The St. Louis Cardinals celebrate after defeating the Cubs and winning the National League Central Division on Sept. 27.
Having already clinched its first National League Central division title in four years, St. Louis completed a three-game sweep of division rival Chicago Sunday to secure the NL’s best record and home-field advantage throughout the 2013 playoffs.
With 11 World Series championships, the Cardinals will venture into October hunting for their second title in three years.
The NL's No. 1 seed, the Cardinals don’t boast an unstoppable rotation or an influx of power hitters with 30-plus home runs or 100-plus runs batted in. Rather, the youngest team to reach the postseason in 2013 has been ignited by green faces. Twenty rookies to be exact, including 12 rookie pitchers.
As always, questions surround youth and inexperience. The same can be said of injuries. And St. Louis is no stranger to the latter.
Here are five questions facing the Cardinals as they prepare for the postseason:
1) How will the young rotation hold up?
Staff ace Adam Wainwright heads a rotation lacking postseason experience, but one full of raw talent. Wainwright finished with 19 wins, tied for the most in the NL. Backing Wainwright will be Lance Lynn, who completed his second season as a starter and rookies Shelby Miller, Michael Wacha and first-year starter Joe Kelly.
Lynn, who posted 11 wins to four losses prior to the All-Star break, struggled in season’s second half. In 14 starts, Lynn was 4-6 with a 3.93 ERA in 84.2 innings pitched.
Miller, a highly coveted prospect, shined en route to a 15-win campaign. But the 22-year-old hurler worked 173.1 innings, the most he’s ever pitched, including the minors. (Miller pitched 139.2 innings in 2011 while spending stints in Palm Beach and Springfield).
Kelly is relatively new to the starting role, though he was in the mix for the fifth spot in the rotation during spring training. The hard-throwing right-hander owns the third-best record (8-2) in the NL following the All-Star break.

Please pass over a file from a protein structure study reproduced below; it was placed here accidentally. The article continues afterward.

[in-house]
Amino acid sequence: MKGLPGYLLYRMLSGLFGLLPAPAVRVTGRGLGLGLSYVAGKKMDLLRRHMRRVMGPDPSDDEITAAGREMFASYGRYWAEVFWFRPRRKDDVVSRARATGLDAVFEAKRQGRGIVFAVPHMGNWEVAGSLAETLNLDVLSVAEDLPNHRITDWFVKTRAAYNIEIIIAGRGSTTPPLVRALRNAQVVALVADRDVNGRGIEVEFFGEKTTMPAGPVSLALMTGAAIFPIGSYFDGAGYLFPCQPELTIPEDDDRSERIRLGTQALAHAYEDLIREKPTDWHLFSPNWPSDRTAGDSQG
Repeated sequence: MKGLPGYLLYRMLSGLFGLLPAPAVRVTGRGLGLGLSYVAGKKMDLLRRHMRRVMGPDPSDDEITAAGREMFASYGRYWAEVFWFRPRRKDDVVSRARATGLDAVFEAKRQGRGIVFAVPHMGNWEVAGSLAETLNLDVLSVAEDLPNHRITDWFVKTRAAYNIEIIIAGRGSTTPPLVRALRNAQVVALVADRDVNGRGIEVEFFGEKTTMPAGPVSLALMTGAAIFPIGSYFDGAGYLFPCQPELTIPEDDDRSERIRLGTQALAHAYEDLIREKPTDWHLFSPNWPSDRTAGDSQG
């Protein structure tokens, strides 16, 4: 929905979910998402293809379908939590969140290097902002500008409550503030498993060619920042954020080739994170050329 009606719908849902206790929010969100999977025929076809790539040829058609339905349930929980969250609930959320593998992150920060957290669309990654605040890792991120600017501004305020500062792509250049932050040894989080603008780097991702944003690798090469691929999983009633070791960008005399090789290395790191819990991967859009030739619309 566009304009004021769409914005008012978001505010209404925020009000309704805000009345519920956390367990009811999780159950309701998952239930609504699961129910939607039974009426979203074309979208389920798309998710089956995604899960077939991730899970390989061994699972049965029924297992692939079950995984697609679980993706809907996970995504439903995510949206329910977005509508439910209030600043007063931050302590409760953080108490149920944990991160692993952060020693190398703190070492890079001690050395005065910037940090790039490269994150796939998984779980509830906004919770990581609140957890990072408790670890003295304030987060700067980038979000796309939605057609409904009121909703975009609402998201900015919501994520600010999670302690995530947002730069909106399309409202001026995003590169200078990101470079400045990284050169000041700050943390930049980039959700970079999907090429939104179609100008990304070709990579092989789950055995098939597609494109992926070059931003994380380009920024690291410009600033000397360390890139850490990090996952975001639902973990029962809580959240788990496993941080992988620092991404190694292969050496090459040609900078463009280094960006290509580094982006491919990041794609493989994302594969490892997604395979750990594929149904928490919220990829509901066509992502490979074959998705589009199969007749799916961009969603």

Wacha, another touted prospect, has just nine major league starts under his belt.
Of the five starters, only Wainwright and Lynn have started postseason games.
Will the young guns continue to grow and rise up to the challenges of the postseason, or will they skitter and fall into decline?
2) How will the bullpen hold up?
At times the bullpen has been vulnerable, especially with the late-season struggles of closer Edward Mujica. Five relievers will be making their postseason debut, including Kevin Siegrist, Seth Maness, Sam Freeman, Carlos Martinez and Tyler Lyons.
According to Fan Graphs, Cardinals rookie relievers are a combined 14-7 with five saves and a 2.74 ERA over the course of 256 appearances and 265.2 innings pitched. Those numbers rank in the top five in the NL. More impressive, Cardinals rookie hurlers own an NL-best 3.6 wins above replacement.
On the other side, the Cardinals boast six pitchers who have postseason experience, including Mujica, Trevor Rosenthal, Randy Choate, Fernando Salas, John Axford and Jake Westbrook. Combined, the group is 3-0 with a 2.195 ERA with three saves in nearly 50 innings of work.
Will the rookies continue to shine in October? If not, the Cardinals will be in trouble.